Monthly Archives: January 2015

Publishing negative results

NPR’s Morning Edition ran a story this morning about how scientific research (including social sciences) may suffer from bias. The point of the argument, however, was really about publication bias and academic journals who prefer to publish positive results over negative ones, though the negative results may be just as important (or more!) than those often published.

Studies were conducted and left unpublished because they failed to support positive hypotheses. How important is it to publish both kinds of results? What percentage of articles feature positive or negative results in your field’s journals? Is the figure skewed one way or the other?

Catch the report here:



Privacy of Student Data

A growing trend in educational technology is protecting student information and data. As big data becomes bigger across P12 and college campuses, how can we best protect students’ privacy? Is this pledge a good start?

This Journal article looks at trends and issues of information security and data privacy facing schools, parents, and students:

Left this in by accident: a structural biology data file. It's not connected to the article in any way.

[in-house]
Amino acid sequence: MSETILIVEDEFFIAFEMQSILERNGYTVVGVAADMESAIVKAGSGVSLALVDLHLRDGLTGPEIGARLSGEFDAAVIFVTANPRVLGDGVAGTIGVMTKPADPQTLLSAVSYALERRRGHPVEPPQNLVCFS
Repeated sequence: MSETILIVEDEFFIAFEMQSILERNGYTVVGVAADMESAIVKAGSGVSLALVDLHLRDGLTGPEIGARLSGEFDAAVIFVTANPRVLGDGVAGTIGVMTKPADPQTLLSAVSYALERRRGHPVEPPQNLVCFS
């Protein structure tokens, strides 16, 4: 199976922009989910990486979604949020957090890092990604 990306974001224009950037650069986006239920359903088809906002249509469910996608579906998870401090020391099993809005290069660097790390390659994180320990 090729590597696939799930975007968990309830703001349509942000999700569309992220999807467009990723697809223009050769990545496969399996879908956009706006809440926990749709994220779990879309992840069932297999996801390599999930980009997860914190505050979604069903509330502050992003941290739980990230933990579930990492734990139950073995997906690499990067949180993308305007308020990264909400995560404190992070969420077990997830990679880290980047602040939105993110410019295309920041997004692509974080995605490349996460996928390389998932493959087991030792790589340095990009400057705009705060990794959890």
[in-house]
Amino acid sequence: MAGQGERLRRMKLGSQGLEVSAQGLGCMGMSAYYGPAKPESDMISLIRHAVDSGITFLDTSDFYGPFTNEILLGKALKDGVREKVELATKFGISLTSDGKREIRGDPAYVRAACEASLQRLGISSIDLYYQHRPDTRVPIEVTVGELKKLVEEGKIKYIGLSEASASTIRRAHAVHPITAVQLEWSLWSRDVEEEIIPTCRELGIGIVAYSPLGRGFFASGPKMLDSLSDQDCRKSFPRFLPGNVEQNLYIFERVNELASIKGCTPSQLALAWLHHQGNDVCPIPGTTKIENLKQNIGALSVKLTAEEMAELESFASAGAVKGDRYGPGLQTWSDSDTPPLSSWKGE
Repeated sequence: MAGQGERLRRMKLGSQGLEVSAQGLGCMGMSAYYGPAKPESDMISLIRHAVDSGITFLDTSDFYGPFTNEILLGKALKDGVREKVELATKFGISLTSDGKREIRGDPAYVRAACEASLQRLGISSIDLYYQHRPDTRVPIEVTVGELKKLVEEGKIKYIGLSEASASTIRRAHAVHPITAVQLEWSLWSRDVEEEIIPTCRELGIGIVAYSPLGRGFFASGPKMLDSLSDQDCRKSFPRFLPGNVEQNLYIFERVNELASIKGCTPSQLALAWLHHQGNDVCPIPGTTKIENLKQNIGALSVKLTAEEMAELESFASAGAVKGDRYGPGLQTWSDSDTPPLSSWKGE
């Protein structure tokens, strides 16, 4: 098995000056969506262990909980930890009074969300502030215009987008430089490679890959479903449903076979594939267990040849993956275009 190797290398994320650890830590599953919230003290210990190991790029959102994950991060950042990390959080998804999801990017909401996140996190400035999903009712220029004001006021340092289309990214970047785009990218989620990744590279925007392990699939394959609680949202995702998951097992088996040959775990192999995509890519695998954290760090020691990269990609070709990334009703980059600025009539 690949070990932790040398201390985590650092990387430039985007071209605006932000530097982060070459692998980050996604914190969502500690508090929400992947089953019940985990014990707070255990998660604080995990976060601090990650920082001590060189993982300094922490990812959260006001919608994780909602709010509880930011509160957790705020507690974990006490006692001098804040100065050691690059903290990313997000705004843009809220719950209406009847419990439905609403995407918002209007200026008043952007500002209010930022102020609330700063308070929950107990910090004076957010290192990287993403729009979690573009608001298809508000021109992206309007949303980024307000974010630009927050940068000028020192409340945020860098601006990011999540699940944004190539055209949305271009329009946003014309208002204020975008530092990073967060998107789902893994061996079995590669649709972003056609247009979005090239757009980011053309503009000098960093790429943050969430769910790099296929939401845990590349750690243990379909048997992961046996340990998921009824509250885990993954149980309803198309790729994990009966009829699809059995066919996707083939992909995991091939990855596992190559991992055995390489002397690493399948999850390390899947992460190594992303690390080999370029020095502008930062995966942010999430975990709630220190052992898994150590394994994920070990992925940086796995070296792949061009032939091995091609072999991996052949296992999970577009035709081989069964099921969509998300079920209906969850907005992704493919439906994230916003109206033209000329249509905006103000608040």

Schools and teachers are storing more and more data online–student photos, student test results, teacher lesson plan–just for a start. Are we doing this mindfully and securely? This site highlights concerns and steps we can take to help keep students and teachers safe:

What privacy and security issues do you see with student data moving increasingly online? How are you tackling those challenges?


Leadership in HigherEd

A Chronicle video interview with Kwang-Wu Kim, president of Columbia College in Chicago, discussing challenges facing higher education & how they are addressing those challenges through introspection, reflection, and action.


Video: How One College is Getting Strategic in the Face of Challenges